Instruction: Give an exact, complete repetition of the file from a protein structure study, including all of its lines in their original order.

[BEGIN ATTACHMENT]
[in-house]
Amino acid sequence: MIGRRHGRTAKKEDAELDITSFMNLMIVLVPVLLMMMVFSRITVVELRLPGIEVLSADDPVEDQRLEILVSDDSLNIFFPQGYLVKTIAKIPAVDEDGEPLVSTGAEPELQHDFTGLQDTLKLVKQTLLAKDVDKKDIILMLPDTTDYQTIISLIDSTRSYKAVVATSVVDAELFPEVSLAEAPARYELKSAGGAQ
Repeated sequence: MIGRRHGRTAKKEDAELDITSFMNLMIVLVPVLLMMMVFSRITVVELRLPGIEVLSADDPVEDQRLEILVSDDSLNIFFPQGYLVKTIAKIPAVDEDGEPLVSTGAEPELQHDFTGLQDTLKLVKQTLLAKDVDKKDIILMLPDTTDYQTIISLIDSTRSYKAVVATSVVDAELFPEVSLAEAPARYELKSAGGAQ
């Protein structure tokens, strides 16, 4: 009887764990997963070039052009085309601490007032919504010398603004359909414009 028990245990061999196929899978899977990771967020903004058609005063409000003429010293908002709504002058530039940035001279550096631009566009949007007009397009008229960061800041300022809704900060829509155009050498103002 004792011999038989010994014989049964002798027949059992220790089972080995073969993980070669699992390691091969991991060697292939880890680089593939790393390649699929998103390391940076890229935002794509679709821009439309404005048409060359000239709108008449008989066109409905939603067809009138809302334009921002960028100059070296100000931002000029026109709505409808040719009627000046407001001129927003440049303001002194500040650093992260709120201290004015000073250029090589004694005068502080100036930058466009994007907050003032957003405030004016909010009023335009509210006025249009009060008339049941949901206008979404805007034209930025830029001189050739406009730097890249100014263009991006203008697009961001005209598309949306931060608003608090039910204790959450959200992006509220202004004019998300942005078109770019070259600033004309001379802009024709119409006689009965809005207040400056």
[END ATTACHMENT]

[in-house]
Amino acid sequence: MIGRRHGRTAKKEDAELDITSFMNLMIVLVPVLLMMMVFSRITVVELRLPGIEVLSADDPVEDQRLEILVSDDSLNIFFPQGYLVKTIAKIPAVDEDGEPLVSTGAEPELQHDFTGLQDTLKLVKQTLLAKDVDKKDIILMLPDTTDYQTIISLIDSTRSYKAVVATSVVDAELFPEVSLAEAPARYELKSAGGAQ
Repeated sequence: MIGRRHGRTAKKEDAELDITSFMNLMIVLVPVLLMMMVFSRITVVELRLPGIEVLSADDPVEDQRLEILVSDDSLNIFFPQGYLVKTIAKIPAVDEDGEPLVSTGAEPELQHDFTGLQDTLKLVKQTLLAKDVDKKDIILMLPDTTDYQTIISLIDSTRSYKAVVATSVVDAELFPEVSLAEAPARYELKSAGGAQ
């Protein structure tokens, strides 16, 4: 009887764990997963070039052009085309601490007032919504010398603004359909414009 028990245990061999196929899978899977990771967020903004058609005063409000003429010293908002709504002058530039940035001279550096631009566009949007007009397009008229960061800041300022809704900060829509155009050498103002 004792011999038989010994014989049964002798027949059992220790089972080995073969993980070669699992390691091969991991060697292939880890680089593939790393390649699929998103390391940076890229935002794509679709821009439309404005048409060359000239709108008449008989066109409905939603067809009138809302334009921002960028100059070296100000931002000029026109709505409808040719009627000046407001001129927003440049303001002194500040650093992260709120201290004015000073250029090589004694005068502080100036930058466009994007907050003032957003405030004016909010009023335009509210006025249009009060008339049941949901206008979404805007034209930025830029001189050739406009730097890249100014263009991006203008697009961001005209598309949306931060608003608090039910204790959450959200992006509220202004004019998300942005078109770019070259600033004309001379802009024709119409006689009965809005207040400056």